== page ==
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My Secondhand Experience with a Catfish

Updated on July 27, 2016

The Internet is an ever growing force in our daily lives, growing now more dominant than ever, but baby boomers and a portion of Generation X still view it as the virtual abandoned alleyway of interaction. School becomes accessible around the clock, some classes even being offered solely online. Social platforms such as Facebook, Twitter, Tumblr, etc. make interaction more accessible and readily available than ever before, spreading news and information faster than in the past. Job openings and applications can be found and filled out with just a few clicks and key strokes. It is no wonder Internet dating is becoming a thing of the now; it is a sign of the times. Realistically, the vast majority of the first world would not be functional without the Internet, and ironically, it is the older generations who seem to always fall into the traps that the dark alleyway of the internet present.

Everyone's lives are hectic and full, leaving little time to dabble in the art of "sit down dating." Whether you find someone intentionally, actively pursuing a relationship on a dating site, or "accidentally," by crossing paths and grabbing their 'digits' on some other website, the prospect of getting "Catfished" has probably crossed your mind at some point or other. Finding a partner online still seems somewhat taboo and looked down on by a majority of the population, but since when is courting your future partner in a bar or place of employment exactly romantic anyway?


Not THAT Kind of Catfish

By now everyone should be at least somewhat familiar with the term "catfish" in regards to online dating. Yes, the show is beyond hilarious at times, but it can also be a little bit heartbreaking, especially when you consider that it could possibly happen to you. Of course, you're far too smart and in the know for that to happen, so you have nothing to worry about... right?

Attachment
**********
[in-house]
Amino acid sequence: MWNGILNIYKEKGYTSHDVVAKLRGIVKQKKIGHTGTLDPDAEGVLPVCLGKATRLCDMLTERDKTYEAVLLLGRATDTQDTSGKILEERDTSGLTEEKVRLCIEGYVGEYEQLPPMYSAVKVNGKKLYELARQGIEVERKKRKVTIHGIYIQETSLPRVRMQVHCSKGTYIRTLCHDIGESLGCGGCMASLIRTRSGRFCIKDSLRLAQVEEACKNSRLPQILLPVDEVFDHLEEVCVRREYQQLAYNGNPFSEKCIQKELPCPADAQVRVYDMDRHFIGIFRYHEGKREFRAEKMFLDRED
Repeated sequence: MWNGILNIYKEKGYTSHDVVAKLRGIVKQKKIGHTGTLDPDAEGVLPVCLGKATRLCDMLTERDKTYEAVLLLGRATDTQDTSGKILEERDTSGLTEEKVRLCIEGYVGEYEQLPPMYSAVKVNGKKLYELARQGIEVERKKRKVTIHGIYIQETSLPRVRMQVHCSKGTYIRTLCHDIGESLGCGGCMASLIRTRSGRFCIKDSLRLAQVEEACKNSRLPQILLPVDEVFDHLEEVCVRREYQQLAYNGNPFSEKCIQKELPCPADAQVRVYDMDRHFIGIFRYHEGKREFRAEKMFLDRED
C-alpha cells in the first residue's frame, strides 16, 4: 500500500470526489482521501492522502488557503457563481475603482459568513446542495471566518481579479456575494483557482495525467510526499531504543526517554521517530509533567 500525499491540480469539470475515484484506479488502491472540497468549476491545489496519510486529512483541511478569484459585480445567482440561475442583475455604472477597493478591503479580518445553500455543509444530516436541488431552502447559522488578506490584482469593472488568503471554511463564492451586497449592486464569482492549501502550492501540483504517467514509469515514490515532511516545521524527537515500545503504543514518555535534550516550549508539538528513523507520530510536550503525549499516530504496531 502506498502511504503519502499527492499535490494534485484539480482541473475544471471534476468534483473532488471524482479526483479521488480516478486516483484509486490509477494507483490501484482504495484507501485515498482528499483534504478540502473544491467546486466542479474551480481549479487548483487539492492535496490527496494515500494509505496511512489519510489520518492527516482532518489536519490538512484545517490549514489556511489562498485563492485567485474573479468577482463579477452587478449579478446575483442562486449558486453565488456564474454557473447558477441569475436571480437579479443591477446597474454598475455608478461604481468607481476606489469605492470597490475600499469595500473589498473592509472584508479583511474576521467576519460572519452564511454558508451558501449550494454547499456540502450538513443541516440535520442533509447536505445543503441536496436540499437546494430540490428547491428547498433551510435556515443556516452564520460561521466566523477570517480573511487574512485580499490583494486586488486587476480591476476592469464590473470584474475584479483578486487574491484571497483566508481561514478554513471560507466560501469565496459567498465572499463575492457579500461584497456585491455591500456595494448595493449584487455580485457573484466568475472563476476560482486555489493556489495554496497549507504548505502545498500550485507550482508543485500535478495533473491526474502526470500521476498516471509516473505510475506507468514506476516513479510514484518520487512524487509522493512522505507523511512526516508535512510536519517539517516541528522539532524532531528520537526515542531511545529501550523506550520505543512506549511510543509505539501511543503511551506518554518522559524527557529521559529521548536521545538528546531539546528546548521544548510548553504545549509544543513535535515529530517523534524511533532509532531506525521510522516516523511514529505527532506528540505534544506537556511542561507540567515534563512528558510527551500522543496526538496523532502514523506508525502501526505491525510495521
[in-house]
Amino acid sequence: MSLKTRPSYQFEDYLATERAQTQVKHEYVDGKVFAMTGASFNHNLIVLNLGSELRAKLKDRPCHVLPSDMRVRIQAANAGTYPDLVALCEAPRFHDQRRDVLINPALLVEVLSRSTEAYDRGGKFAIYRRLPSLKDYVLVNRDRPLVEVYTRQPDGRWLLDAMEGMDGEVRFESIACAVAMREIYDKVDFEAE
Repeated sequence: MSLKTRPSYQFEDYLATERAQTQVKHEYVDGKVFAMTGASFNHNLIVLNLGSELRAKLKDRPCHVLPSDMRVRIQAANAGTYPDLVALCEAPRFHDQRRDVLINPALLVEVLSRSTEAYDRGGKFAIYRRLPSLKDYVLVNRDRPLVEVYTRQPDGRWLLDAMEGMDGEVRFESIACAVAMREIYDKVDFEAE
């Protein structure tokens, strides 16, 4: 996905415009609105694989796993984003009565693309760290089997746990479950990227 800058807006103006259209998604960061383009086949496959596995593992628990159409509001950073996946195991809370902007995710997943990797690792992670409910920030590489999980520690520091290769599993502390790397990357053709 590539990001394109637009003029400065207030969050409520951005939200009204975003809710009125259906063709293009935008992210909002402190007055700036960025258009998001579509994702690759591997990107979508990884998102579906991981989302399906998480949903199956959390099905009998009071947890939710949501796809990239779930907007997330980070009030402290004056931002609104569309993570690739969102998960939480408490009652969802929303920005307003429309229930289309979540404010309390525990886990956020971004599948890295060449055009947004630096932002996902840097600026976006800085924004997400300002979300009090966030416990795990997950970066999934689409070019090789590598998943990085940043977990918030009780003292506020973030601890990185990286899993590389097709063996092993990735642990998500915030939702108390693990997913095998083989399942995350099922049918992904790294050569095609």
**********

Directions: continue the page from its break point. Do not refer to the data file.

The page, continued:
I have seen one, what I would have considered an 'internet savvy', friend get Cafished into oblivion, when it was obvious all along to the outsiders what was happening. I suppose love, or infatuation rather, can be slightly blinding. She truly was in denial the entire time it was happening.

Here are a few red flags I noticed from my second hand experience with an actual, real life Catfish.

  • He never video chatted with her

"His camera doesn't work," she said. "His roommate is sleeping so he can't Skype right now." Asleep at 7:30 in the evening? Maybe, but highly unlikely. There is a good chance that I am a little too skeptical of people, but this was the point I'd made up my mind that this guy was a complete fraud. If you care enough about someone, you WILL make time for them, end of discussion.

She later informed me that on the two occasions he did video chat with her his camera was conveniently covered up the entire time because "It's nighttime there." His timezone may be five hours ahead, but I believe Britain still has these things called "lamps," I could be wrong though. The other time his camera had cracked mere hours before said call, rendering it useless. Tragically convenient if you ask me.

  • A Facebook search turned up nothing

Okay, I lied. His name was relatively common (of course), but a simple Facebook search (performed by yours truly) turned up nothing that matched the picture he sent us. Granted, not everyone likes Facebook, but even those most vehemently opposed to it probably had one at some point. How do you think they developed such a hatred? I let this one slide due to the thought that maybe he just didn't like good ol' FB, but a search on Twitter and Instagram both left me with more questions than I started out with. I nearly stooped to searching MySpace, but I figured that would get me nowhere as well. Three strikes was enough for this amateur sleuth.

  • He worked for a company that didn't exist

I don't remember the name of said company, but it was some computer engineering firm, that conveniently had no website or other online record when Google searched .......... I think you and I are thinking the same thing here. He always talked about how he made SO much money and wanted to "spoil my friend rotten" but never sent her a gift of any sort and couldn't even be bothered enough to get his computer camera "fixed" with all his riches. He worked in the computer business for crying out loud! Does this smell a little, shall we say, Catfishy to you? Yeah me too.

  • He asked HER for money